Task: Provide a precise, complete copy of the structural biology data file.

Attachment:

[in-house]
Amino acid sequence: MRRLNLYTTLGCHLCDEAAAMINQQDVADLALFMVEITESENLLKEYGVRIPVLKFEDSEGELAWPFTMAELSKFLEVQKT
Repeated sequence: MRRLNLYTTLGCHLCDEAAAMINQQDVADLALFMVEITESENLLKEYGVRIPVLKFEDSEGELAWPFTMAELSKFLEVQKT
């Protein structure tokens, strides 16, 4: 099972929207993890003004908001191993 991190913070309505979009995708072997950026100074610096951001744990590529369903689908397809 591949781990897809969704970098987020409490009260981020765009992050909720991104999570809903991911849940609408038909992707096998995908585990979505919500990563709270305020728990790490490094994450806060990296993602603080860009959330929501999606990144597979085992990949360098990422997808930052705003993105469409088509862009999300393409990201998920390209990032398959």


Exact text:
[in-house]
Amino acid sequence: MRRLNLYTTLGCHLCDEAAAMINQQDVADLALFMVEITESENLLKEYGVRIPVLKFEDSEGELAWPFTMAELSKFLEVQKT
Repeated sequence: MRRLNLYTTLGCHLCDEAAAMINQQDVADLALFMVEITESENLLKEYGVRIPVLKFEDSEGELAWPFTMAELSKFLEVQKT
């Protein structure tokens, strides 16, 4: 099972929207993890003004908001191993 991190913070309505979009995708072997950026100074610096951001744990590529369903689908397809 591949781990897809969704970098987020409490009260981020765009992050909720991104999570809903991911849940609408038909992707096998995908585990979505919500990563709270305020728990790490490094994450806060990296993602603080860009959330929501999606990144597979085992990949360098990422997808930052705003993105469409088509862009999300393409990201998920390209990032398959």